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Education Opinion

Why the ‘Schools v. Poverty’ Debate Feels Aimless: A Twitter Play (in Three Acts)

By Rick Hess — May 13, 2013 1 min read
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I finally joined Twitter the other day. (I’m at “rickhess99,” if you care.) I haven’t yet actually penned any tweets, and don’t know that I will. But I thought I’d practice my tweeting a bit (just in case), by taking a crack at boiling down last week’s familiar back-and-forth debate over “is it schools, or is it poverty?” Fordham’s Mike Petrilli kicked things off last Tuesday with a letter to Debbie Meier over at “Bridging Differences.” That yielded a flurry of back-and-forths in a “reply all” public email exchange. Unsure how much of this was posted anywhere, I thought I’d try to distill it for you, twitter-style, since I thought it fairly illuminating. (Note: I may have taken some liberties in Act 3 when it comes to current or former U.S. Secretaries of Education, and the ghost of Kurt Vonnegut.)

Act I: Exposition

Mike Petrilli: Poverty matters. But Ravitch, Carter et al. wrong that schools don’t matter. Schools matter. Vocabulary matters. So Common Core is good.

Diane Ravitch: Mike, you mischaracterize me. I agree schools matter. But we can’t ignore poverty. Poverty matters too. So Common Core is bad.

Mike Petrilli: Diane, sorry about that. But schools matter. They need more rigorous curriculum, vocab building. That’s why Common Core is good.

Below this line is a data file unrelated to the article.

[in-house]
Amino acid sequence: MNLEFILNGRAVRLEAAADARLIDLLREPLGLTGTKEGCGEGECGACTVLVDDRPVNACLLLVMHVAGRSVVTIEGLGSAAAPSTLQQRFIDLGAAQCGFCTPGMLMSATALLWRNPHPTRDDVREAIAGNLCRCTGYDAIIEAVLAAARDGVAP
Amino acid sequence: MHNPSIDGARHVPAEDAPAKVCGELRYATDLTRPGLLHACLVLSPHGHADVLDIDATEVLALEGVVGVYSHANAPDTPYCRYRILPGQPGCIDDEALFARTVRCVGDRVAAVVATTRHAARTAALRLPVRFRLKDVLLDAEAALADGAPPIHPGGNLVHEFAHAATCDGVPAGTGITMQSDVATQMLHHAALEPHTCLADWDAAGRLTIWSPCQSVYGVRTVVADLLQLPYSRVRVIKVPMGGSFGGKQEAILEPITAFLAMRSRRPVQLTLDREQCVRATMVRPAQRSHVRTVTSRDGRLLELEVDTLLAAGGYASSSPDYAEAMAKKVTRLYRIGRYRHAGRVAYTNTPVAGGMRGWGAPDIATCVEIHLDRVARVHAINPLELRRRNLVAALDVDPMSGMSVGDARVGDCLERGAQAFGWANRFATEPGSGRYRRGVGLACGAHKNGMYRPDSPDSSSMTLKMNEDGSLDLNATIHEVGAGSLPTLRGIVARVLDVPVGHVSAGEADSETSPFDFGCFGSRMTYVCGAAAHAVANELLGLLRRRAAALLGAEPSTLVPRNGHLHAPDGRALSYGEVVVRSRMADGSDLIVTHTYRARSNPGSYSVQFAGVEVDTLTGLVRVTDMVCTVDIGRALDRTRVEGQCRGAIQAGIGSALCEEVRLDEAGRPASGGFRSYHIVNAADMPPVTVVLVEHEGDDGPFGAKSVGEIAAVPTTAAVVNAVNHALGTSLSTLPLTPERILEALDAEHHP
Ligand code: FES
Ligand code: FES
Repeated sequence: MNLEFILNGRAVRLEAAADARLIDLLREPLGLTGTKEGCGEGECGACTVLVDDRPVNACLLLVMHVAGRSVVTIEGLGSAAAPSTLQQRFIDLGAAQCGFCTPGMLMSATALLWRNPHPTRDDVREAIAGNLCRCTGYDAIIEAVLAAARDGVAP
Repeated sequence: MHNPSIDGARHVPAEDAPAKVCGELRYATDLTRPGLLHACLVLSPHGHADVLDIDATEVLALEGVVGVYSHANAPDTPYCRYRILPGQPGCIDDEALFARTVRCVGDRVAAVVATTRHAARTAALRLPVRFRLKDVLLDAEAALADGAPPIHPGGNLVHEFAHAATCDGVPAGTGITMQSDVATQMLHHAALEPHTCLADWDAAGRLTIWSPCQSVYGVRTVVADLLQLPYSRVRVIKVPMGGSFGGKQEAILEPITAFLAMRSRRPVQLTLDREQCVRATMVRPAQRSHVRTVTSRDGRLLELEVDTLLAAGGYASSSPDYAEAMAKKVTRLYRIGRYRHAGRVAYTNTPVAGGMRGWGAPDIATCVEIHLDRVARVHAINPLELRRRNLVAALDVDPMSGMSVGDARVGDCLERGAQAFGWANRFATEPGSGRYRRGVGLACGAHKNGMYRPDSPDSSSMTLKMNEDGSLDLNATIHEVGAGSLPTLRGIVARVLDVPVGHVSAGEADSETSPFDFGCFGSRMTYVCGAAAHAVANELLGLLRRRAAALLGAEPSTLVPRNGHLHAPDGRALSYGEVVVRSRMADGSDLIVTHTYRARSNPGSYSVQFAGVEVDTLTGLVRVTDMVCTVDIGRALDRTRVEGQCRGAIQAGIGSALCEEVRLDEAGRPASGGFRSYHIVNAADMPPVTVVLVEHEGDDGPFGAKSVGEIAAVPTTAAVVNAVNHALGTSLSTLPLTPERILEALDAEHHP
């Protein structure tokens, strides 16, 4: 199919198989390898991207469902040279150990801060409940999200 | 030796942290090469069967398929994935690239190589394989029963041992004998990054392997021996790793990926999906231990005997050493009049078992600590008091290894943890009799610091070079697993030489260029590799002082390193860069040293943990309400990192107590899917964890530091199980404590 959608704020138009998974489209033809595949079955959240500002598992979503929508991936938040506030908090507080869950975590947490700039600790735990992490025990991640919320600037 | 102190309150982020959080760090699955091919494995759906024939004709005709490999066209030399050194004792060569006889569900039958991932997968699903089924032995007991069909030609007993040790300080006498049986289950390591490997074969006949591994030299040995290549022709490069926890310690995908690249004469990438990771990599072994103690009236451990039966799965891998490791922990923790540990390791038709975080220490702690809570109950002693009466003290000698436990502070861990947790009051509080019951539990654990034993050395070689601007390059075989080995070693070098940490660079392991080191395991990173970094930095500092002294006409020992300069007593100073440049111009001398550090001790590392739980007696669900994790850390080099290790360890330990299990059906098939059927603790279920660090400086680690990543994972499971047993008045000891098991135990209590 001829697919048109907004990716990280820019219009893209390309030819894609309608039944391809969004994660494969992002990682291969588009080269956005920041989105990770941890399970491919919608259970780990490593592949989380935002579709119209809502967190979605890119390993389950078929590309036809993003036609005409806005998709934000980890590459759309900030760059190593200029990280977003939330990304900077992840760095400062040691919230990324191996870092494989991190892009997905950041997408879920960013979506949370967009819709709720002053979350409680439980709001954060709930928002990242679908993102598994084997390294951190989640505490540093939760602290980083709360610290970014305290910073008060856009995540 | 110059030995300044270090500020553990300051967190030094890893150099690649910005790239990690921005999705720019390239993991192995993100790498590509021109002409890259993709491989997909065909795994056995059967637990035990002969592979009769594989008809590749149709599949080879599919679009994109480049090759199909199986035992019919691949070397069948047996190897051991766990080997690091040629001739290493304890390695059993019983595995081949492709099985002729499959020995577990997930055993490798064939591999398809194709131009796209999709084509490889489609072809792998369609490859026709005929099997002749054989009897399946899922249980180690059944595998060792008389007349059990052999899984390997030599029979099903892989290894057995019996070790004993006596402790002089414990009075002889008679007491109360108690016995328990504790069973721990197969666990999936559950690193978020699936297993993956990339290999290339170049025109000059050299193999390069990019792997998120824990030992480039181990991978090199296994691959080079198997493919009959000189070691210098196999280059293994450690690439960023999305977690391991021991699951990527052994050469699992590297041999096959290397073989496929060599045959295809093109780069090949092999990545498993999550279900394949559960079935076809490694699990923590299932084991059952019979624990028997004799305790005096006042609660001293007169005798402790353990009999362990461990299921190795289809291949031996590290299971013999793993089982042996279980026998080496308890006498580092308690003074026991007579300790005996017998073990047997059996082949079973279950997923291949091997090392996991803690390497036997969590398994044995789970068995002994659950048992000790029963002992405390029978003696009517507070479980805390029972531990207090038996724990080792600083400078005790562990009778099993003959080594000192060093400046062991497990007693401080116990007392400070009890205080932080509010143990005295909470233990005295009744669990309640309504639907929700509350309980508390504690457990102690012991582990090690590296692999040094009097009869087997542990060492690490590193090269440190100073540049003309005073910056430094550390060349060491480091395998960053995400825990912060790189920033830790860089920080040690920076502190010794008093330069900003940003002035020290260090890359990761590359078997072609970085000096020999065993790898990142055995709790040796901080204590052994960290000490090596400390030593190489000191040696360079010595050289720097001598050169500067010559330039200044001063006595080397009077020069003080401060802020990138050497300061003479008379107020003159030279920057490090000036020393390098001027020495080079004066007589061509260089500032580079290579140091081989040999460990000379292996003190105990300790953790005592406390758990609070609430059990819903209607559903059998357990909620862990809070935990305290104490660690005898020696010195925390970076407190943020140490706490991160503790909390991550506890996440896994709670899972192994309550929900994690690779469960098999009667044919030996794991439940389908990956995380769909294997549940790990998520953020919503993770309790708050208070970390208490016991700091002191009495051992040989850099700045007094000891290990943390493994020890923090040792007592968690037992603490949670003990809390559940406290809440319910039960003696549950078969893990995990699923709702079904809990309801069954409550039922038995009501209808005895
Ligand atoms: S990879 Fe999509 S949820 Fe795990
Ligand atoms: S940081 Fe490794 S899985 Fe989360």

Debbie Meier: Mike, poverty matters. Achievement gaps in elem reading are mostly about poverty. Vibrant schooling matters. So Common Core won’t help.

Act 2: Rising Action

Prudence Carter: Mike, you’ve got me wrong. Schools matter, but poverty matters too. Don’t forget asthma, toys, health. Need to spend more on poor kids.

Mike Petrilli: Yes, poverty matters. That’s why growth is right metric. But already we’ve got Head Start, EITC, food stamps. Now Common Core will help.

Robert Pondiscio: Sounds like no one is happy about early elem reading tests. How about we agree to ditch those?

Mike Petrilli: Cool idea! Some state should try that via ESEA waivers.

Act 3: Resolution

Arne Duncan: As if!

Margaret Spellings: Props to Sec. D-dog. Boy, that is one terrible idea.

Mike Petrilli: Well, I think we can all agree that poverty matters and schools matter. And that vocab can help. And that’s why Common Core is good.

Diane Ravitch: Poverty matters. Schools matter. But leaked Com Core tests look awful. Will drive more mindless test prep. That’s why Common Core is bad.

Ghost of Kurt Vonnegut: So it goes...

The opinions expressed in Rick Hess Straight Up are strictly those of the author(s) and do not reflect the opinions or endorsement of Editorial Projects in Education, or any of its publications.